Time is running out. Nalenyr is besieged on all sides by those who would save the fabled land--and those who would enslave it. Soon the realm will be ravaged by the scourge of magical warfare--overrun by terrifying forces created by an ancient enemy, and soaked in the blood of champions and gods. It is the moment of final conflict, and the grandchildren of the Royal Cartographer are at the center of the climactic struggle.
Keles Anturasi will race across the world, fleeing assassins, seeking control over powers he can barely understand. His brother, Jorim, having ascended to godhood, now finds himself pitted against an elder god--the very god who once created the entire pantheon and now seeks its destruction. And their sister, Nirati, embarks on a treacherous crusade with a dead hero to wage war on hell itself!
As the final battle lines are drawn, they will gather the land's newly awakened defenders of the ancient past. But can this small band of champions, mystics, and magicians stand against an evil that threatens to sweep reality itself into an unending dark age of nightmare and oblivion?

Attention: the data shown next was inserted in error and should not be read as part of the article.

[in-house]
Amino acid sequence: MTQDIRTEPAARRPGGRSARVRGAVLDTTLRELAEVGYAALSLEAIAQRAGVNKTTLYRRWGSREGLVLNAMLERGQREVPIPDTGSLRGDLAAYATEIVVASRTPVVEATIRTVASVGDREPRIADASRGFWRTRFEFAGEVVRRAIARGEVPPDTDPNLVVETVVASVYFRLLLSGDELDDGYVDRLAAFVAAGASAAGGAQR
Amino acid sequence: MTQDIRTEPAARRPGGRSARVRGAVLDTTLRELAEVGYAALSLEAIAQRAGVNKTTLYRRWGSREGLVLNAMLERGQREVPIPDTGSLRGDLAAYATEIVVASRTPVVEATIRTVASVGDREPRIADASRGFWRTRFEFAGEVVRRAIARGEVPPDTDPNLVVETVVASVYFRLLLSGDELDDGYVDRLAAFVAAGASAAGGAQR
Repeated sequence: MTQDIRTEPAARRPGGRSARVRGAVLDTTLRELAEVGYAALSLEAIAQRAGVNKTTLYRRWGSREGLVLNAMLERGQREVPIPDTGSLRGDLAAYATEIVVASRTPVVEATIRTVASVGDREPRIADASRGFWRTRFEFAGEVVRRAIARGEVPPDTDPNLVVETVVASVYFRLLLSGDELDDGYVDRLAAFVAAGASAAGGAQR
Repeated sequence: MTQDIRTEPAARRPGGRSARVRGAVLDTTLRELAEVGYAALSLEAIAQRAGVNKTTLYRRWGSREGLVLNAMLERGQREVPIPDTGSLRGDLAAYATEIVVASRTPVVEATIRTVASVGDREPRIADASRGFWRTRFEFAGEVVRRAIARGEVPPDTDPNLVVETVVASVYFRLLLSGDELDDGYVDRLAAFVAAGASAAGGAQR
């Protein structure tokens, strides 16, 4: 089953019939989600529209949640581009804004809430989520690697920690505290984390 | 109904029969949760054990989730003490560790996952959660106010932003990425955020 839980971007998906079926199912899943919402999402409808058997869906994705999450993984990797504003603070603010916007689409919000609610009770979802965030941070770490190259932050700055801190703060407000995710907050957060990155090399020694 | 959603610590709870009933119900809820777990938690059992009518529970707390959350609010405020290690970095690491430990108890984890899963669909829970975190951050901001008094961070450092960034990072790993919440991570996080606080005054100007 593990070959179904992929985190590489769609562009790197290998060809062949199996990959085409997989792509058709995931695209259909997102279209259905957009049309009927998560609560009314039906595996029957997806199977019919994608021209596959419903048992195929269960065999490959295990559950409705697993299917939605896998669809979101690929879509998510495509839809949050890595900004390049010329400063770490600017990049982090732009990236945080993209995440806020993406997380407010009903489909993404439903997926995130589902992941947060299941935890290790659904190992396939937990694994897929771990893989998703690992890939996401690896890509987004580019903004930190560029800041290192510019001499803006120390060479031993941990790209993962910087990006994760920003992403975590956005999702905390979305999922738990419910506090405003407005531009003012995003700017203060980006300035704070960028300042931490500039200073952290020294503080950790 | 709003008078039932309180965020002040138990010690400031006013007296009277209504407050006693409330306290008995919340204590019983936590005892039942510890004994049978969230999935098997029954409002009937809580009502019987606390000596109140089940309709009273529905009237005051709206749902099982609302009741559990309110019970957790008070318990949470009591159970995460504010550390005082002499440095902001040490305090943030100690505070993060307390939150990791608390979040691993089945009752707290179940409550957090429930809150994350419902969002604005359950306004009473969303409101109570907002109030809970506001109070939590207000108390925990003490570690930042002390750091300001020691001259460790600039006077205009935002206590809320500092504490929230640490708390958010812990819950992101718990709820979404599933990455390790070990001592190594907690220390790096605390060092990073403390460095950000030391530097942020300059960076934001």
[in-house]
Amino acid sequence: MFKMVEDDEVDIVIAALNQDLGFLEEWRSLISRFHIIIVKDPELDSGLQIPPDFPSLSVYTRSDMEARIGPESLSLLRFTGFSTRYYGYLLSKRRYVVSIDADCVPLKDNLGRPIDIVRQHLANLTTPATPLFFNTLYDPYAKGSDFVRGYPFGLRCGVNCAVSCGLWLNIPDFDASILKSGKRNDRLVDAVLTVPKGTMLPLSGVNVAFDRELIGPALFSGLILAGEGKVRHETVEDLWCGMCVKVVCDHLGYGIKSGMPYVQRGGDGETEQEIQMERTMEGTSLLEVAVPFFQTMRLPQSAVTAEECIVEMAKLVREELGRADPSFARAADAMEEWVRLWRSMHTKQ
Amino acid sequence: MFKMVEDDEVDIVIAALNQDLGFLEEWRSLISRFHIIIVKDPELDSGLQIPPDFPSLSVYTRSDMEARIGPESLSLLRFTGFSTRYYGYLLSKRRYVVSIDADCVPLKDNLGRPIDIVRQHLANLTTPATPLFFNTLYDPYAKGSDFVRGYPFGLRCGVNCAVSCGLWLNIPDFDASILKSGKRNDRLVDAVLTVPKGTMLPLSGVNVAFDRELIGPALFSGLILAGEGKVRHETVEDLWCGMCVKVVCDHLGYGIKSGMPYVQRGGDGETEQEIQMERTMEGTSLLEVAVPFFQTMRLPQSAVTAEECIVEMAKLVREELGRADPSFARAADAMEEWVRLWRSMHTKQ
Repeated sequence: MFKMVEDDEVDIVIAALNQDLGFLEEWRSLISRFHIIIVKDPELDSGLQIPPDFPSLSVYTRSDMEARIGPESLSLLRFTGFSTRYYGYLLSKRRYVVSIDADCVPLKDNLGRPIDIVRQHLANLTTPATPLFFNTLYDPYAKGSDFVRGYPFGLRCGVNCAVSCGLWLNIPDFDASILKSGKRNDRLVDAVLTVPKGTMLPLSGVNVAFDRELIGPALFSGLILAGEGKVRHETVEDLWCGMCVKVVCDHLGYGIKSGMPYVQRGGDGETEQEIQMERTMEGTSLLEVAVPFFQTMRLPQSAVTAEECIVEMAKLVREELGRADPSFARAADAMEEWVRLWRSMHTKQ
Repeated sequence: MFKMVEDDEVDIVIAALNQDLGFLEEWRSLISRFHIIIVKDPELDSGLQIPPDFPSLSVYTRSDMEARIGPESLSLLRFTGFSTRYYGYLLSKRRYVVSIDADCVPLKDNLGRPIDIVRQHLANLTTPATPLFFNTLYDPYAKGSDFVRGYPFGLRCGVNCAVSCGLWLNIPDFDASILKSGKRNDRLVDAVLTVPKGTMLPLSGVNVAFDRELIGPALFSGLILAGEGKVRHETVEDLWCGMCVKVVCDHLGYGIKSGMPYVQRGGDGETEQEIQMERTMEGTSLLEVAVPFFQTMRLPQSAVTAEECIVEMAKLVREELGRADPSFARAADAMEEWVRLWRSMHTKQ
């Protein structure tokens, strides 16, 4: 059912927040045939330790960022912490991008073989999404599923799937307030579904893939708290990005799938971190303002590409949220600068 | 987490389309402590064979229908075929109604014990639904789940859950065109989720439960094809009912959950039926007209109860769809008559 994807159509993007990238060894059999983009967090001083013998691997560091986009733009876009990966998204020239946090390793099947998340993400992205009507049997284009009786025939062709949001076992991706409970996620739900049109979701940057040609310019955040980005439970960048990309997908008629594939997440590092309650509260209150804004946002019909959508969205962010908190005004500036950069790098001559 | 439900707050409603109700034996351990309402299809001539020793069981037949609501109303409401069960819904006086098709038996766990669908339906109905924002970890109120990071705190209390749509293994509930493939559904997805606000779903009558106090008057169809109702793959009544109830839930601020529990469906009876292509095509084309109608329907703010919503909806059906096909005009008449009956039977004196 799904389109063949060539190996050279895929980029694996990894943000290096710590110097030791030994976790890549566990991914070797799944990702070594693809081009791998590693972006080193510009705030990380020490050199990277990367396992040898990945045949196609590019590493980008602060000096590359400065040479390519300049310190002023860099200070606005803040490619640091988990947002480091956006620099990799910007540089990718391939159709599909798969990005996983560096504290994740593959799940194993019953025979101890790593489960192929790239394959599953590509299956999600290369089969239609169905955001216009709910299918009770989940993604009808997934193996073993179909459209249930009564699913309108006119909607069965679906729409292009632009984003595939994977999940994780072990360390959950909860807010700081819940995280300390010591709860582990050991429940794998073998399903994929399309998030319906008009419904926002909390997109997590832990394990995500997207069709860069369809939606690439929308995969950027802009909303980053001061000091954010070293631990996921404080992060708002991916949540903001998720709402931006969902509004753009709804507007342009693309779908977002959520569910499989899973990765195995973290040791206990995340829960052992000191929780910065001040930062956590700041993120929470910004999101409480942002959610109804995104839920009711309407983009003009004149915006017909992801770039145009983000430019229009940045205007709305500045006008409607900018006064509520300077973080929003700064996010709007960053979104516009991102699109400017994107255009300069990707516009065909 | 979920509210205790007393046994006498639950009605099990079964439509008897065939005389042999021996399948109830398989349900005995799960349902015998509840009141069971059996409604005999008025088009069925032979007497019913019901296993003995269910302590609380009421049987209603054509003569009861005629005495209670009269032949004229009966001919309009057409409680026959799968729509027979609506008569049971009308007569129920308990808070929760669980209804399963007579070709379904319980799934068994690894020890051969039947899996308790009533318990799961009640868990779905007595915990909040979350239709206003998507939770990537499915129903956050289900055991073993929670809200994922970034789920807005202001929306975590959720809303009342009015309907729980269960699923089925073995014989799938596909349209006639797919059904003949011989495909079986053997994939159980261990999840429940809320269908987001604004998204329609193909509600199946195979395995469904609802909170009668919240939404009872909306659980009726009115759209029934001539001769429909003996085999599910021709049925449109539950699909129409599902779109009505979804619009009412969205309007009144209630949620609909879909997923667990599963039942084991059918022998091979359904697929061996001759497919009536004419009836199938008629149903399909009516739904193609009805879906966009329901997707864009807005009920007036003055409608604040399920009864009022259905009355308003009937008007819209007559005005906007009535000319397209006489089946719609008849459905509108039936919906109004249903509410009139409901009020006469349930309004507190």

Set in a sprawling realm of scheming deities and heroic mortals, the earth-shaking conclusion to bestseller Stackpole's Age of Discovery trilogy (after Cartomancy and A Secret Atlas) focuses on the efforts of the three grandchildren of royal cartographer Qiro Anturasi, a master mapmaker whose unparalleled magical ability allows him to reshape the landscape of reality, to save their world from destruction. Major threats include an undead, soulless prince hell-bent on usurping the crown from his empress stepmother and a vengeance-obsessed elder god determined to undo all of creation. With its huge cast, numerous byzantine subplots and nonstop action, Stackpole's ambitious epic is comparable to--if not quite at the level of--sagas by adventure fantasy heavyweights like George R.R. Martin and Robert Jordan. Considering the story's intricate mix of military, political and supernatural machinations, the overall theme is surprisingly simple and profound: every act of creation, no matter how big or small, is significant, and life itself is magic. (July)
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-- PUBLISHERS WEEKLY.
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June 29, 2007
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Excerpt from The New World by Michael A. Stackpole
4th day, Month of the Hawk, Year of the Rat
Last Year of Imperial Prince Cyron's Court
163rd Year of the Komyr Dynasty
737th Year since the Cataclysm
Ciras Dejote sighed and wished that the peace of Voraxan might once again infect him. Instead he wandered the empty onyx streets, passing between buildings carved from ruby and emerald, topaz, lapis, and citrine, and felt nothing. The architecture reminded him of the grand palaces of the Empire--relics of a time when heroes walked and epic tales were born.